The lush banks and rushing waters of the Kelani River served as the indelible backdrop for the 1957 Academy Award-winning movie “The Bridge on the River Kwai
” and today, the river remains a vital resource for about 25 percent of the Sri Lankan population who reside in its catchment area. The river is the fourth-longest and second-largest watershed in the country, and is the main source of drinking water to over 4 million people living in the greater Colombo area alone. Sadly, the Kelani River is also the most polluted river in Sri Lanka.
Laundry hangs along the Kelani River in the outskirts of the capital, Colombo. The Kelani is the main source of drinking water to over 4 million people living in the greater Colombo area alone. Photo/Flickr user Dhammika Heenpella
According to the Central Environmental Authority (CEA), most of the pollution comes from liquid waste discharged by the rapidly expanding industries that operate alongside the river, as well as agricultural runoff and domestic and municipal waste. An estimated 3,000 businesses that are required to have an environmental pollution license are located on the banks of the river. According to water tests conducted by the CEA near industrial locations, basic safe water quality limits are constantly exceeded, including chemical oxygen demand (36-37% over acceptable standards), dissolved oxygen (27-43% over acceptable standards), biological oxygen demand (7-13% over), and heavy metals (7% over). In August 2015, a significant diesel leak into the river from a multinational carbonated drinks manufacturer brought to the fore the hazardous impact that industrial pollution is having on the river, and potentially on communities who rely on the river for their livelihoods.
Despite this growing threat, local industries need to do more to comply with regulations to ensure waste water discharged into the river is safe. While existing policy and legislation for curtailing industrial pollution exists in Sri Lanka, more effective enforcement is needed, as well as highly stringent monitoring mechanisms to verify that all standards are met.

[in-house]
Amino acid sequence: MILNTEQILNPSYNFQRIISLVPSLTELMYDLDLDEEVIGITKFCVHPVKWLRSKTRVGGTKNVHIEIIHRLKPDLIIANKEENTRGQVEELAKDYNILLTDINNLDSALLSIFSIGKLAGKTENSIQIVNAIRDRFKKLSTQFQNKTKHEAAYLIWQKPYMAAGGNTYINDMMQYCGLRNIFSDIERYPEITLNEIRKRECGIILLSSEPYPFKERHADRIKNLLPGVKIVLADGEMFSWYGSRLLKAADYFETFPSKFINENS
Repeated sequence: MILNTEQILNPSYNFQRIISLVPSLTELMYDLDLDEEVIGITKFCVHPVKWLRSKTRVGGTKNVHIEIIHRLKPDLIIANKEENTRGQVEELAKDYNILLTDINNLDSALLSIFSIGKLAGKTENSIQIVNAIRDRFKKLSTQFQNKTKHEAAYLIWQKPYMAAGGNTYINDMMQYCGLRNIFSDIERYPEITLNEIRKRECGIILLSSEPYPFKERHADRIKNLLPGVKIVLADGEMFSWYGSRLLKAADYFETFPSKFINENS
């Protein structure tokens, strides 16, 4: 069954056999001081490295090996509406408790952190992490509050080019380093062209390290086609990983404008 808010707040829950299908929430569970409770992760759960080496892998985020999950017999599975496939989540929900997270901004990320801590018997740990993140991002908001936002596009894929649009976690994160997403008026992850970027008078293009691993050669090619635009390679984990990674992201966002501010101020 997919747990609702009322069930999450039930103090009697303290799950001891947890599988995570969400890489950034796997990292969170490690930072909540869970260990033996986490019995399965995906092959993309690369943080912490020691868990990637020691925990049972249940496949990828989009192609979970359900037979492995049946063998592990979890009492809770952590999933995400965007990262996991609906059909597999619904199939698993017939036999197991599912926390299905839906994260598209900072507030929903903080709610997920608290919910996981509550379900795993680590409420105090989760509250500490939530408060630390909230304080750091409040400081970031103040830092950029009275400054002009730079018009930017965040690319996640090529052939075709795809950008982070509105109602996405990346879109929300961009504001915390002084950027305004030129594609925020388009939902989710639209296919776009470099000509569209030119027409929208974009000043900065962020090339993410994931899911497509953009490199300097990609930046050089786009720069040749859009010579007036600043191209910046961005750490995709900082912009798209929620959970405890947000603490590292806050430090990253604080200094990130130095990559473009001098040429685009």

In late 2015, The Asia Foundation and local nonprofit Environmental Foundation Limited (EFL) started a project to help restore the water quality of the Kelani River. After identifying the 40-kilometer stretch between the town of Avisawella and the river outfall north of Colombo as the most polluted area, we began a comprehensive mapping of pollution sources, conducting surveys by road and by boat to mark locations of possible pollutant sources, as well as drains and canals that discharge into the river. We identified 150 sources of pollution, primarily from industries involved in tanning, oil refining, beverages, textiles and clothing, rubber, ceramics, food production, fertilizers, and plastics.
To educate the local communities along the river about the threat that pollution poses and to mitigate future damage, we conducted a series of training programs for 15 prominent community based organizations (CBOs) in the most polluted vicinities. The workshops trained 63 CBO members, primarily made up of volunteers and activists from local environmental and community development organizations, on preventing pollution and how to conduct water monitoring and identify sources of pollution.
According to water tests conducted by the CEA near industrial locations, basic safe water quality limits in the Kelani River are constantly exceeded.
EFL developed a comprehensive booklet that includes guidelines on water quality maintenance and a map of pollution sources along the highest impact areas of the river. The resource was distributed among CBO members at the training sessions, as well as with local-level government officials and some small-scale industries operating along the river. This map assists the CEA as well as other relevant local and national authorities in identifying pollution sources. Participants have already begun reporting their findings to the CEA and other relevant government agencies so that full investigations of illegal discharge can be conducted.
The challenge now is to ensure that water quality monitoring takes place regularly so that large-and small-scale industries, as well as local government authorities, can ensure prescribed standards are being met and that the law is enforced. Industries have a vested interest in the health of the Kelani River system, which meets their own industrial, and most likely personal, water needs. It is time for them to take greater responsibility to protect and rehabilitate this water body. Harnessing the potential of the local community to play a more proactive role in preserving their own environment, as well as to communicate the overall message of preventing pollution in the Kelani River to other communities living in the vicinity, is a critical step forward.
Dhiya Sathananthan is project coordinator with the Environmental Foundation Limited and Johann Rebert is The Asia Foundation’s deputy country representative in Sri Lanka. The views and opinions expressed here are those of the individual authors and not those of The Asia Foundation or its funders.